Unemployment 101: Who pays for jobless benefits, anyway?
Employers pay state and federal taxes to cover all those unemployment checks. But with unemployment at 9 percent, those taxes aren't enough, leaving some states in dire straits.
The Obama administration is trying to change the way the unemployment insurance system is funded.
The administration claims that its plan – to be unveiled when President Obama proposes his 2012 budget on Monday – prevents a tax increase on business and helps cash-strapped states.
Republicans call it a "job-destroying” tax hike on business and a bailout for states that are overly generous with their jobless benefits. Here are some fundamental questions and answers concerning how the unemployment insurance system works.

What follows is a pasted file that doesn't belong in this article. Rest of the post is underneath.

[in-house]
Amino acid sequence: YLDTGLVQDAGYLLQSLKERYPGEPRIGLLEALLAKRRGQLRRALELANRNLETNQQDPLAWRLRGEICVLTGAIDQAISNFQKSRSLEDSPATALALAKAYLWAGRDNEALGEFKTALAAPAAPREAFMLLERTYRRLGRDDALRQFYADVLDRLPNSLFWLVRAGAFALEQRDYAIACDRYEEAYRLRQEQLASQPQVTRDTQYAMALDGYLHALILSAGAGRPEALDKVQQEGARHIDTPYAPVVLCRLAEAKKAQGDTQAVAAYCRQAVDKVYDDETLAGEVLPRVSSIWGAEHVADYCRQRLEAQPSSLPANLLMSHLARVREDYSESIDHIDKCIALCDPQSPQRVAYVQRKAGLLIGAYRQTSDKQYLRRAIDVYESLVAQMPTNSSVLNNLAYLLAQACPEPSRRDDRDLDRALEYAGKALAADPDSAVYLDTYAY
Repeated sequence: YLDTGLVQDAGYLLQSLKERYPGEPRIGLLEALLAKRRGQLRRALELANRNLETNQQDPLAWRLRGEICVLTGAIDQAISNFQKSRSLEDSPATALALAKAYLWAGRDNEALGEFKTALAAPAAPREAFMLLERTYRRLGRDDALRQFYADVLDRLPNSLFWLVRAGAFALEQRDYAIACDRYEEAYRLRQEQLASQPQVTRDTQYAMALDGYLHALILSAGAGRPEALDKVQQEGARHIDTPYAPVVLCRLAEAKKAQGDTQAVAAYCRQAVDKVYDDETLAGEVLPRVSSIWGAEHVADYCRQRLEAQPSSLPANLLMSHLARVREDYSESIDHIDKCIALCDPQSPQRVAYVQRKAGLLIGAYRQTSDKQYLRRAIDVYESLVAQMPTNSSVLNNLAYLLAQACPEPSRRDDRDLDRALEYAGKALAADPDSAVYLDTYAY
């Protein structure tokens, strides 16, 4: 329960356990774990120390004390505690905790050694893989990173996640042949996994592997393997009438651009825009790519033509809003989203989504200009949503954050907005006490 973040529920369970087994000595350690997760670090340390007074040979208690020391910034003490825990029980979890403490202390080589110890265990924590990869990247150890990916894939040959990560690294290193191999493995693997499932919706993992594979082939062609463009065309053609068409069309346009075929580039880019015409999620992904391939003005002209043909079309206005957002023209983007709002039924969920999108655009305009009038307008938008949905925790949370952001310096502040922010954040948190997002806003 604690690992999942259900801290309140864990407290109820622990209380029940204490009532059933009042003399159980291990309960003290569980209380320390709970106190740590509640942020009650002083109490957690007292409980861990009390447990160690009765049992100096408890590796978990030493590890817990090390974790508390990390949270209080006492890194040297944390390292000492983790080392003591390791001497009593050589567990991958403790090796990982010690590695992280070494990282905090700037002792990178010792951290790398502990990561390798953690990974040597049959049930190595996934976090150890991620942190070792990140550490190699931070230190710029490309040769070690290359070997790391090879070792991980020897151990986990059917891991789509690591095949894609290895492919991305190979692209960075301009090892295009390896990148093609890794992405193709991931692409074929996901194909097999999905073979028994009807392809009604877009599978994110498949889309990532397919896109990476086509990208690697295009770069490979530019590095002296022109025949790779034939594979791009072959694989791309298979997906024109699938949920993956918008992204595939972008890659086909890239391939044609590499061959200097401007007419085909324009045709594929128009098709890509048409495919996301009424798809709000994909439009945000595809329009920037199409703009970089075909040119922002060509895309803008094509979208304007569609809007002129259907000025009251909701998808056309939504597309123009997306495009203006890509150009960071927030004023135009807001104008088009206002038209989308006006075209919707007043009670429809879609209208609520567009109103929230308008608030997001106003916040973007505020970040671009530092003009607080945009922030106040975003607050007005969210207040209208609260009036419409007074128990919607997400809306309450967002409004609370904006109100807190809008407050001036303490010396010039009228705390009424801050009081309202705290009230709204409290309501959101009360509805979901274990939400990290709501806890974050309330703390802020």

What’s behind this battle?
At the moment, employers pay a state tax for each employee. The money pays for all those state-issued unemployment checks – the first 26 weeks of them, anyway.
Employers also pay a per-employee federal tax, which funds administrative costs of implementing the system.
But because the unemployment rate – now at 9 percent – has remained relatively high for so long, 30 states have exhausted their funds and have had to borrow $41 billion from Uncle Sam. The biggest borrowers are California, Michigan, New York, Pennsylvania, and Illinois.
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